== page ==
The current flag of the Republic of Zimbabwe was adopted after the independence from Britain in 1980. The green represents vegetation, the yellow represents minerals, black represents the black majority of the population, red represents the blood that was shed during the liberation struggle (Chimurenga War) and the white represents peace.
Zimbabwe is a constitutional republic with a presidential system. President Robert Mugabe was first elected in 1980 and stayed in power for 37 years.
The year of 2017 saw a major change in the political history of Zimbabwe. On November 15, 2017 a military intervention forced the departure of President Robert Mugabe at 93 years of age. Cde Emmerson Dambudzo Mnangagwa, ZANU PF, was inaugurated as the new president of the Republic of Zimbabwe after elections in 2018.
The year 2019 started with political tension. Street protests against the increase price of fuel were violently repressed by the State. Church and civil society leaders rejected the violence and called upon the State to restore the rule of law and constitutionalism.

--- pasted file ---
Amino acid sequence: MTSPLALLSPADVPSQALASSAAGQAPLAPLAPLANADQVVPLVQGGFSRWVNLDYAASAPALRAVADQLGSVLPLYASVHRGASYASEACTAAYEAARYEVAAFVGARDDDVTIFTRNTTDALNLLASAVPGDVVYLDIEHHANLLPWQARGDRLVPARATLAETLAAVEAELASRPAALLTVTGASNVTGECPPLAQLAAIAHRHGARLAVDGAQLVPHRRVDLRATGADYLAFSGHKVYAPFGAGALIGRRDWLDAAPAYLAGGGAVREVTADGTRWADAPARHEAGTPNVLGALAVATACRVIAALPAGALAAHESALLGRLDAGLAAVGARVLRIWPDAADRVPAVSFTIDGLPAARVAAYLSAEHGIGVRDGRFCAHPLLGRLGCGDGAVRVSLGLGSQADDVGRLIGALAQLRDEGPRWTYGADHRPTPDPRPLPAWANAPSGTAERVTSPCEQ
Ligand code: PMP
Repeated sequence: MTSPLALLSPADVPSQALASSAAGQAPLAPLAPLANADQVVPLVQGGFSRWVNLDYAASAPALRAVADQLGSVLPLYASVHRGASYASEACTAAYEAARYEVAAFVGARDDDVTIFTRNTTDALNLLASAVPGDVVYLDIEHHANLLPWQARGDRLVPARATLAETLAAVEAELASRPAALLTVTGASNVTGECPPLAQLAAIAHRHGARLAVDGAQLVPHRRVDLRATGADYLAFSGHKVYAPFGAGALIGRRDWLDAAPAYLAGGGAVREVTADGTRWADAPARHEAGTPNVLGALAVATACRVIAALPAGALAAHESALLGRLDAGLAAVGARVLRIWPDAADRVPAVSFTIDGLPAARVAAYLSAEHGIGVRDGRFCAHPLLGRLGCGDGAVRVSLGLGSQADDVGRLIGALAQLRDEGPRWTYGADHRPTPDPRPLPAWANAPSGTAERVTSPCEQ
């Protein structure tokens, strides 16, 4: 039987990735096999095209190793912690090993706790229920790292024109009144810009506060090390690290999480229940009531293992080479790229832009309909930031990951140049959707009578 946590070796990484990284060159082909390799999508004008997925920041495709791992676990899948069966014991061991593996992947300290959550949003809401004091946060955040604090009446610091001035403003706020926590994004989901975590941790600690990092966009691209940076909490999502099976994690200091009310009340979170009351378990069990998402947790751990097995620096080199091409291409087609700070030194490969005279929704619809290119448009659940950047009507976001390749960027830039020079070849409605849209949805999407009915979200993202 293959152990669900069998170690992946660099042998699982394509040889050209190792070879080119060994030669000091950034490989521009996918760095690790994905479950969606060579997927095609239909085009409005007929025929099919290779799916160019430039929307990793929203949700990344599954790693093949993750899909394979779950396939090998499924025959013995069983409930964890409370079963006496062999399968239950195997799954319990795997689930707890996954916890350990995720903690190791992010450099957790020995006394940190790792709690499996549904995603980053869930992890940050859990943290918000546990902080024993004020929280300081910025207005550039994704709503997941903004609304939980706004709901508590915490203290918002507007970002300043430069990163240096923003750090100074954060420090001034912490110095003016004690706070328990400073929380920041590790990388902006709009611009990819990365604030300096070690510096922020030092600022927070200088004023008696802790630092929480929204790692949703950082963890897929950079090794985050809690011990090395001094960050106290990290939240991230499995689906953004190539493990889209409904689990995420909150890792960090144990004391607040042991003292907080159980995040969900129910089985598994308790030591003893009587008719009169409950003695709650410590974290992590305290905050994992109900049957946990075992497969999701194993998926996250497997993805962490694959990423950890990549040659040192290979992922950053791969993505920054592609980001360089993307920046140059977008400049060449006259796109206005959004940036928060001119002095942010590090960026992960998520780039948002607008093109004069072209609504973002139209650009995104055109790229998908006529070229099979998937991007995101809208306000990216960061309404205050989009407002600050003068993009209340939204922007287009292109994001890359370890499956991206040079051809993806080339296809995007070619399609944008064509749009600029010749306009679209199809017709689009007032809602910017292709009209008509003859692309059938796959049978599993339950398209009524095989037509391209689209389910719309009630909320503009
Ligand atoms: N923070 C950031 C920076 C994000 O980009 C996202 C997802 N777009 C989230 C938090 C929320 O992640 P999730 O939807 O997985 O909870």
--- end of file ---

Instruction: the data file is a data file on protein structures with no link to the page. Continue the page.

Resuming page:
Missionary Christianity had arrived in Zimbabwe just before the establishment of colonial rule. The British came in with the Bible and the knowledge of the Christian God. They built schools, hospitals, industries, churches and many infrastructures which are still in use today.
Christianity is the major religion, observed by more than 80 percent of the population. The other 20 percent observe Islam, African traditional religion and Judaism.
Churches and ecumenical organizations monitored the political transition calling for unity and peaceful process. They organized vigils prayers for peace, promoted dialogue between civil society and State leaders to sustain the democratic process.
The major industry in the country is mining of natural resources such as coal, gold, platinum, copper, nickel, tin, clay, and diamonds. The country produces corn, cotton, tobacco, wheat, coffee, sugar cane, peanuts, and raises sheep, goats, pigs, poultry and cattle.